The darkness was full of muffled sounds. A bunk juddered for several seconds and when it stopped, a male voice said, 'That you, Coxy?'Someone else honked with laughter.

The two of them lay still and Gary held her hand. Sandra wriggled the other one out of the sleeping bag and saw the luminous face of her watch at quarter past three. Gary sighed and slipped their joined hands deeper into the sleeping bag. At last he was going to sleep. Then like lightning his grip tightened, and for a few incomprehensible seconds, she was grasping an unwrapped, warmed up chub of luncheon sausage.

She uttered a loud noise of disgust and outrage. 'Whoa, Coxy.' 'Shh, Kevin.'

She kicked her way out of the sleeping bag. 'Where'ya going?' said Gary in astonishment.

'Away from you,' she hissed. He grabbed her arm. Halfway down to the next bunk, she yanked it away, lost her grip and planted a foot firmly in the face of whoever was lying underneath. 'Ooofuck,' said whoever it was. Sandra didn't say sorry. They were all as bad as one another.

She felt her way through the darkness to the big main room, dragging her sleeping bag. She groped around the furniture and finally identified the long back of a couch. She got into her bag standing up and lowered herself with a groan.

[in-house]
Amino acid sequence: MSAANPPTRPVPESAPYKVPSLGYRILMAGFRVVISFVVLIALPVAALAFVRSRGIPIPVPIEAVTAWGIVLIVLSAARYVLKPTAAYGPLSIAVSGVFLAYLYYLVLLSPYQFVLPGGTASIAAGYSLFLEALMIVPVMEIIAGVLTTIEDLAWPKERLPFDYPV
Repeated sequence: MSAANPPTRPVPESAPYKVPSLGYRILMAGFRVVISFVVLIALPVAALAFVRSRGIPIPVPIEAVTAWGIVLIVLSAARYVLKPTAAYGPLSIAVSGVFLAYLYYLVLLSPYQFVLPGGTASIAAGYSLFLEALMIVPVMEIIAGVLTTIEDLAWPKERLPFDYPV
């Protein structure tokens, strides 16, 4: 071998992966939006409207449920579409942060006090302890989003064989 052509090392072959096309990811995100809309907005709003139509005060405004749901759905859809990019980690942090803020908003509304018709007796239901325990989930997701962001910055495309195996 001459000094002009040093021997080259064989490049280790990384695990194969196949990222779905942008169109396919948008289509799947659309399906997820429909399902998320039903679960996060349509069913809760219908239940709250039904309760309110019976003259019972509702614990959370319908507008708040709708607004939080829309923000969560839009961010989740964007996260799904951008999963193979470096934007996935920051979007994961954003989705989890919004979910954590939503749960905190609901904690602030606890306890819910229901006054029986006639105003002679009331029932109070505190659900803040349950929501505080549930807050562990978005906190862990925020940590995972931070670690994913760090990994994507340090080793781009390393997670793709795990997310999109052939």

'Couldn't sleep, eh?' It was Artie, the gangly man. 'I'm on the other couch. Too much snoring and carrying on in there.'

'They make me sick,' said Sandra, 'I thought Gary was different. But he's disgusting.'

'Oh dear,' said Artie's disembodied voice. 'I wondered if you knew what you were in for. When I hung up from speaking to your mum, I said, "If she goes up the mountain a virgin, she certainly won't come down one."'

Sandra gasped. 'Do all the girls, you know ... ?'

'Buggered if I know. The boys say they do.'

'They didn't in England,' said Sandra and her eyes watered.

page 125

'I was homesick once,' said Artie. 'They sent me to boarding school when I was ten because the farm was in the wop-wops. I used to lie in bed after lights out and pretend I was home. It made my bones ache.' There was a rustling as Artie rearranged himself in his sleeping bag. 'How'd you meet Coxy, anyway.'

And Sandra told him.